New Research Finding! Fat-Shaming and Fat Stigma Don’t Lead to Change in Behavior

fresh-fruits-vegetables-2419A report came out just recently in The International Journal of Obesity on a study that “examined public perceptions of obesity-related public health media campaigns with specific emphasis on the extent to which campaign messages are perceived to be motivating or stigmatizing.”

The short story is that they found that people felt best and responded best to messages that didn’t say anything about “obesity” or even body weight. A focus on making healthy behavioral changes (like eating more fruits and veggies) motivated people.  Stigmatizing messages did not.

Here’s what researchers R. Puhl, J.L. Peterson, and J. Luedicke from Yale’s Rudd Center for Food Policy and Obesity did:

In summer 2011, data were collected online from a nationally representative sample of 1014 adults. Participants viewed a random selection of 10 (from a total of 30) messages from major obesity public health campaigns from the United States, the United Kingdom and Australia, and rated each campaign message according to positive and negative descriptors, including whether it was stigmatizing or motivating. Participants also reported their familiarity with each message and their intentions to comply with the message content.

And here’s what they found:

Participants responded most favorably to messages involving themes of increased fruit and vegetable consumption, and general messages involving multiple health behaviors. Messages that have been publicly criticized for their stigmatizing content received the most negative ratings and the lowest intentions to comply with message content. Furthermore, messages that were perceived to be most positive and motivating made no mention of the word ‘obesity’ at all, and instead focused on making healthy behavioral changes without reference to body weight.

So what do the experts conclude?

These findings have important implications for framing messages in public health campaigns to address obesity, and suggest that certain types of messages may lead to increased motivation for behavior change among the public, whereas others may be perceived as stigmatizing and instill less motivation to improve health.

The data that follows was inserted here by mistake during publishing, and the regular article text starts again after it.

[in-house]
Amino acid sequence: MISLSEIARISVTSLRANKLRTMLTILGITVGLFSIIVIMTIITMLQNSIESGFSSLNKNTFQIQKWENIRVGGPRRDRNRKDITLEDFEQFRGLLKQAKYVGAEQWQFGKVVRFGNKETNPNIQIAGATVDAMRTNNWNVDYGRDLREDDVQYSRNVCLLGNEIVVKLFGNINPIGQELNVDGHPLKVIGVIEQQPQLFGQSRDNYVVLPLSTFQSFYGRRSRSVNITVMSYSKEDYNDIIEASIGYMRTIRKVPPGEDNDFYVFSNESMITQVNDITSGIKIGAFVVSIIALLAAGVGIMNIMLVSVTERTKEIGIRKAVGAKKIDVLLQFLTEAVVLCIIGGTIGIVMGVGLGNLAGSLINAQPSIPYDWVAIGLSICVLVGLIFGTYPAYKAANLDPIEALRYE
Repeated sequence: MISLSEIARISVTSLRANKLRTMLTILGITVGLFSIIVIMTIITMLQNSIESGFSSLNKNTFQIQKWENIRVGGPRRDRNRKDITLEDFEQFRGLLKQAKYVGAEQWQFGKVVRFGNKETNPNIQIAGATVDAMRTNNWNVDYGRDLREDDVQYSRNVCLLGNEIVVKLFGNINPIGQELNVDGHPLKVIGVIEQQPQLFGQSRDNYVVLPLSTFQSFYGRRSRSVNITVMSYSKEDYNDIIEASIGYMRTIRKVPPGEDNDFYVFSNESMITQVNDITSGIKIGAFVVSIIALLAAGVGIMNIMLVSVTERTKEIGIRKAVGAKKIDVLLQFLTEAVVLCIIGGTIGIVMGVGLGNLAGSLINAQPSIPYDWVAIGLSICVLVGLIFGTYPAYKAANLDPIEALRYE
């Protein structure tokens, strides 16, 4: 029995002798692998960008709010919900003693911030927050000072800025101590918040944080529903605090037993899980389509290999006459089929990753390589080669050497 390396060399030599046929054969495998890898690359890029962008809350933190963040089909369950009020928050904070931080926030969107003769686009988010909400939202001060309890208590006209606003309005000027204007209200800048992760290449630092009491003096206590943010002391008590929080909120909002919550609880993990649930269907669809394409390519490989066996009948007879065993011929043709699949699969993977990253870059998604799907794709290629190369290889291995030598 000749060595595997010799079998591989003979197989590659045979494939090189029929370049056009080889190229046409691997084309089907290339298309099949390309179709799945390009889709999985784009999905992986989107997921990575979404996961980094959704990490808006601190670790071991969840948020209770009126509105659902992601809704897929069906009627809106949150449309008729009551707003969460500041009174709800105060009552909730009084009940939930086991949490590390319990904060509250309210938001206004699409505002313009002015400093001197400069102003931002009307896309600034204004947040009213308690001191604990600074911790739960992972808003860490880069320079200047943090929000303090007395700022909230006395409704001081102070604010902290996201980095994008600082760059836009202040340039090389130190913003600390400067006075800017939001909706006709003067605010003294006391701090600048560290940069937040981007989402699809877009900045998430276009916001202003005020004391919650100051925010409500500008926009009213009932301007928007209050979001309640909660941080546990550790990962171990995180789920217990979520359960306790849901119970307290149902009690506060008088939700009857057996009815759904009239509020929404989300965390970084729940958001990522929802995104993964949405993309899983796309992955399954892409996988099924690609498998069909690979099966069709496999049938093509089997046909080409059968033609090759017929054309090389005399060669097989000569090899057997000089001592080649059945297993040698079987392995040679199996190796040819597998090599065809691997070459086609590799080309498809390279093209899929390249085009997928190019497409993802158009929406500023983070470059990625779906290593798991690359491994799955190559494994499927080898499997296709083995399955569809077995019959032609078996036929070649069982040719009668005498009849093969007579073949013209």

What I like about this study is that it gives us empirical evidence that should make us question the entire approach taken by the “weight loss industry.”

Shaming doesn’t work. Stigmatizing doesn’t work. Being all judgmental and negative doesn’t work.  Heck, focusing on weight loss doesn’t work!

So for those who are interested in weight as a public health issue, the message is clear: don’t focus on weight!

Not mentioned in the study, of course, is that health is not directly correlated to weight, and, further, that even if it were, no one is under an obligation to lose weight or look after their health.  More on the “health imperative” or “healthism” later this week.

10 thoughts on “New Research Finding! Fat-Shaming and Fat Stigma Don’t Lead to Change in Behavior

  1. I agree completely with everything you say. The only thing I worry about for myself is thinking that I don’t have to care about fitness if I don’t feel like it. For me, there could be very serious ramifications were I to stop exercising. So I choose to exercise, granted, but I also motivate myself by simply refusing to be wilfully blind to the health consequences of not exercising (for me personally), and so to accept the truth that I have to exercise to avoid these health consequences – so I can be around for those I love – for my daughter, who needs me, for gosh sakes. So while I agree that we should not be judgmental of others and while I agree that for many the choice not to exercise or stay fit should be respected – I have to admit to some ambivalence about the subject because I think that for me to just stop exercising would be wrong. So – I’m torn – I have different beliefs for others, than for myself. I don’t know how to bridge that chasm.

  2. I still treat it as a choice even though I’m strongly committed to health and fitness personally. People who choose not to exercise have different values from me. They care about different things. I want to be fit and active into my old age and I can see doing that even just for the instrumental reason of added years with friends and family. More time to read great books even! But I recognize that others might opt for a shorter life, a less active life, a life that includes tobacco (for example), I take our blog project to be for those who share our values and commitments but it’s okay if others don’t. Read other blogs. Do your own thing. I can try to show people why I like an active lifestyle, what it gives me but that’s different than saying they are irrational for choosing differently,

  3. You mean to tell me making people feel terrible about themselves doesn’t make them motivated? Imagine that! Of course, I’m sure everyone who writes and reads the blog knows that, but it’s amazing that it’s taking others so long to get the message.

  4. As a former fat bloke turned exercise junkie, I can tell you that messages about positive behavioural change always resonated with me far more than criticism. Being told I needed to make changes to who or what I was by someone else always ignited the “fuck you” in me. I was going to be me, not anyone else’s puppet. When I made changes I did it for myself, and I made use of resources devoted to spreading healthy advice. Never before, during or after getting healthy did I have any use for people telling me what was wrong with me and what I needed to change.

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